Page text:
Illinois Law

Edwardsville Criminal Defense Attorney Reviews K-9 Drug Detection Reliability

Thursday, January 29th, 2015

Law enforcement agencies have been increasingly dependent on drug-detection K-9’s, but are their results reliable in court?

A K-9 must have completed a training course and be certified in order to be used on the field or for a K-9’s alerts to be recognized by a court. In the recent years, the effectiveness and reliability of K-9 and K-9 training have been raising questions that have lead courts to re-evaluate the proper approach of assessing K-9 searches.

The K-9 training course and requirements vary per state. Some state legislatures have been implementing laws in order to have a statewide standard. For example, in Illinois, the Illinois General Assembly passed a law requiring a K-9 to undergo training and obtain certification under a standard similar to that of the Scientific Working Group on Dog and Orthogonal Detector Guidelines (SWGDOG). SWGDOG is a nationwide standard that was established to develop a consensus-based ‘best practice’ system to enhance the performance of K-9 teams and to optimize their use in combination with electronic detectors. SWGDOG was established in order to improve the reliability of a K-9’s alert during a search, the evidence of that search and the K-9’s training presented in court. Under the Illinois law, 50 ILCS 705/10.12, law enforcement agencies must have their K-9 annually certified, each time meeting the stated requirements designated by the Illinois General Assembly Board.

Majority of courts, both state and federal, treat K-9 alerts as per se probable cause when the K-9 is trained and reliable. Until recently, these courts were quick to find this standard based simply on affidavits from the dog’s officer or handler stating their dog was trained or certified. Then in recent years, courts began applying limitations as to the factors considered when determining a K-9’s reliability. Particularly, in Florida v. Harris, the U.S. Supreme Court held that each party should be allowed to make their best case in order to prove that the K-9’s performance was reliable, as oppose to Florida’s previous “check list” test, as described below.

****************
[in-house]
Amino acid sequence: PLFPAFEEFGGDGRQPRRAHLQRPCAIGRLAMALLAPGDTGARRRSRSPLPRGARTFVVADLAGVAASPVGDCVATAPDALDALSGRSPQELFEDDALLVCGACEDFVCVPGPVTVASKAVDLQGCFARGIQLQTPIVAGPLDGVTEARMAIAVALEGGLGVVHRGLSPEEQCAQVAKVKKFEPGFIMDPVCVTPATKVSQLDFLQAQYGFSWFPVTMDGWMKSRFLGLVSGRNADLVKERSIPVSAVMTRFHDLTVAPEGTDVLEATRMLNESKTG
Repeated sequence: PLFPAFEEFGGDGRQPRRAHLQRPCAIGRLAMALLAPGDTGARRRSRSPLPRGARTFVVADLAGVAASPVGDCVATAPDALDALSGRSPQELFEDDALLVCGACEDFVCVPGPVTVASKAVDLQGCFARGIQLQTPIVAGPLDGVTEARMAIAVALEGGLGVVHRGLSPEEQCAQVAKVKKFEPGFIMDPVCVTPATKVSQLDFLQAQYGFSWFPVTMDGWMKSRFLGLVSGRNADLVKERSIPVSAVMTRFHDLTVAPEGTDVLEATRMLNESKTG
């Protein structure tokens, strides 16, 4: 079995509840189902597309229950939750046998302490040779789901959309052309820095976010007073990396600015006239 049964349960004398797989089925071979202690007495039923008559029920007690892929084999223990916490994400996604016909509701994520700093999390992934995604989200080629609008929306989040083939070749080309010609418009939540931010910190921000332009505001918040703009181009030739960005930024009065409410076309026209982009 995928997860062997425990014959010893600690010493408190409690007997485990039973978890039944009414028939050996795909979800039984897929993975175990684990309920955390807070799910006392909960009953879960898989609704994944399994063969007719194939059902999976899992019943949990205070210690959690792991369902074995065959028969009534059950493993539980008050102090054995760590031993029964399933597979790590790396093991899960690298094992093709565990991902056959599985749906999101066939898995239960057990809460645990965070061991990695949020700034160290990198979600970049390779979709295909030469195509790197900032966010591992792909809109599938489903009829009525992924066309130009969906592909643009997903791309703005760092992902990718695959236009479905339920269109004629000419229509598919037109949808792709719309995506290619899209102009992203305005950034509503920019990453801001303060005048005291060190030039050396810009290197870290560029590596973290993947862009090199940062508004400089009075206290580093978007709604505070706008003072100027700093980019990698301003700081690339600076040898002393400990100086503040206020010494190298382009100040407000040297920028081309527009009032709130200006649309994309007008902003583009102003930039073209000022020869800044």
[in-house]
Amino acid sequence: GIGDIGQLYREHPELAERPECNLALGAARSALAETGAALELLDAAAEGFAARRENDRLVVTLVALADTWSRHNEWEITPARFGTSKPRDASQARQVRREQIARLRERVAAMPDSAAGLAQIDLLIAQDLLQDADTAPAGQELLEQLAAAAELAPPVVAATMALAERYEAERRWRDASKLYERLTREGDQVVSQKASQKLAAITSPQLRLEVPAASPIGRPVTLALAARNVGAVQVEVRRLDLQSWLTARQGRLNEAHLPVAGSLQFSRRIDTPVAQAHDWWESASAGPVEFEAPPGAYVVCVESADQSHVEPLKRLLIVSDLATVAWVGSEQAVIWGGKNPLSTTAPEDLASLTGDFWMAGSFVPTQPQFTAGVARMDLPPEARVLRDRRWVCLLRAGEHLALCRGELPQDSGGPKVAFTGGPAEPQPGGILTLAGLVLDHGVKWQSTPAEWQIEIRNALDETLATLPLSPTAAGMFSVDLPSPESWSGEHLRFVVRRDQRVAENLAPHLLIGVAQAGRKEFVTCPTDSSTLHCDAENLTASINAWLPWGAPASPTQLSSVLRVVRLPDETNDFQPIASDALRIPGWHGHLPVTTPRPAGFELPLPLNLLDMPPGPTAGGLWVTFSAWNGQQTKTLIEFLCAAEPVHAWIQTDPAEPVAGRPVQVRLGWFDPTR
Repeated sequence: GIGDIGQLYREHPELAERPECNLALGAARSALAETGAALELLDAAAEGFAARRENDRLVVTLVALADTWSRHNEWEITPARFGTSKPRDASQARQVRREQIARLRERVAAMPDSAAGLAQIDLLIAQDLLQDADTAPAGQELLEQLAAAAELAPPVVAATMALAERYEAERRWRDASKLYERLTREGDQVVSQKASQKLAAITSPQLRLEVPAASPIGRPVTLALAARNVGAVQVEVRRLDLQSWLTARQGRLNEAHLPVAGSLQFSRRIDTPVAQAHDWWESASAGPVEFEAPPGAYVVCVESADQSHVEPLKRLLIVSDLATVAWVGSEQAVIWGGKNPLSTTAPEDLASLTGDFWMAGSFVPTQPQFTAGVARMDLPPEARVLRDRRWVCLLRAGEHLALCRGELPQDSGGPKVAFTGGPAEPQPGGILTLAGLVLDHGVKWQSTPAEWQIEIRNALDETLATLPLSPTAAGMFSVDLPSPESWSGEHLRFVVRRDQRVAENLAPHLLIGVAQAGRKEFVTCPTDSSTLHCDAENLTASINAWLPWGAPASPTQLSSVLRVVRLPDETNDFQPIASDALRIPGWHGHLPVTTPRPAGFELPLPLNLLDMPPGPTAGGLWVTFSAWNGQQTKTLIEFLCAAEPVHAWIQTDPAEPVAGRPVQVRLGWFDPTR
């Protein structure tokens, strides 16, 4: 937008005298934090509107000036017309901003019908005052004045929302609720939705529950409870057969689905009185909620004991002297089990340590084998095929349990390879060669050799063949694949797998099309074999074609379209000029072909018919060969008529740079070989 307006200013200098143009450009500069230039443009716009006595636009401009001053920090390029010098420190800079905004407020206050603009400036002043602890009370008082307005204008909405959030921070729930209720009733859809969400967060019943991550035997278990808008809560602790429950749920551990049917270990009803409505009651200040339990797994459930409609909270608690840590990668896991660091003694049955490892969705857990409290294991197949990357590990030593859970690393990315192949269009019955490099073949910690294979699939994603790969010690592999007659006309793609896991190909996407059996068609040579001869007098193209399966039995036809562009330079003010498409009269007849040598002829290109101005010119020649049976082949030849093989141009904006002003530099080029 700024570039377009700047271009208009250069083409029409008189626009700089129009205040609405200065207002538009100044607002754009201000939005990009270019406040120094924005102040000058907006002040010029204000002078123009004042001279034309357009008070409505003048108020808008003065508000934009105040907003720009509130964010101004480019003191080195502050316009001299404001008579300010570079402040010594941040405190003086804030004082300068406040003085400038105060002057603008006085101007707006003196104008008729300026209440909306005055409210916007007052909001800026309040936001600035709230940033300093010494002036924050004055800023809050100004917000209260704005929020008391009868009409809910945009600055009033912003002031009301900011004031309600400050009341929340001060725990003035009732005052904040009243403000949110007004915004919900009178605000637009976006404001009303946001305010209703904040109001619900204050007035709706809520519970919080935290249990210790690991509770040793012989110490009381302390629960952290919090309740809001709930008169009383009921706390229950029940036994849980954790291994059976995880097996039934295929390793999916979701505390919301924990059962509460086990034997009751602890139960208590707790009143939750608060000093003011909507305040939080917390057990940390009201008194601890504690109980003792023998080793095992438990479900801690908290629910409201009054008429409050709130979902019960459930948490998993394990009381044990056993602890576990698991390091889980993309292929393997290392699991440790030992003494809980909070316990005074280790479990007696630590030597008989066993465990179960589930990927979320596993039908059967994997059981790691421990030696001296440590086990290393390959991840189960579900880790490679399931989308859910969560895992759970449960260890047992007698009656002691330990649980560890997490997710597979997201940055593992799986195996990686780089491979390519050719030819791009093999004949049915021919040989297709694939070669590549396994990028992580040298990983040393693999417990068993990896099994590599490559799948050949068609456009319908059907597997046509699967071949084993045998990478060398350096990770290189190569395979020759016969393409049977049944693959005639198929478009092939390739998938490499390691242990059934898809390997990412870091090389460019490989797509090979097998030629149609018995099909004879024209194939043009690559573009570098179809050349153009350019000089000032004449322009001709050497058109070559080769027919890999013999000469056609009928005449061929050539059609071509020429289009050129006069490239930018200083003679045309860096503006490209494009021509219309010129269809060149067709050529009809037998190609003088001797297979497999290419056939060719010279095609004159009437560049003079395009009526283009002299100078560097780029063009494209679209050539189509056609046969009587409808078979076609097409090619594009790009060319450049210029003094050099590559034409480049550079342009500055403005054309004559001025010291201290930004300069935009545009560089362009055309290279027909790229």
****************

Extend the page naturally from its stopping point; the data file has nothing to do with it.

When a court tests whether an officer has probable cause to conduct a search all that is required is the kind of “fair probability” on which “reasonable and prudent people act.” The Florida Supreme Court had created a strict evidentiary checklist to assess a drug-detection K-9’s reliability, where the State would need to introduce comprehensive documentation of the K-9’s prior hits and misses in the field. The U.S. Supreme Court quickly dismissed this, reasoning that this caused too many inaccuracies, especially with false alerts—both positives and negatives. For that reason, the U.S. Supreme Court found that evidence of a dog’s satisfactory performance in a certification or training program can itself provide sufficient reason to trust the K-9’s alert. However, the Supreme Court also found that the defendant must have an opportunity to challenge such evidence of a K-9’s reliability. For example, the defendant may contest the adequacy of a certification or training program, examine how the K-9 or the handler performed in the assessments, or even say the officer cued the K-9.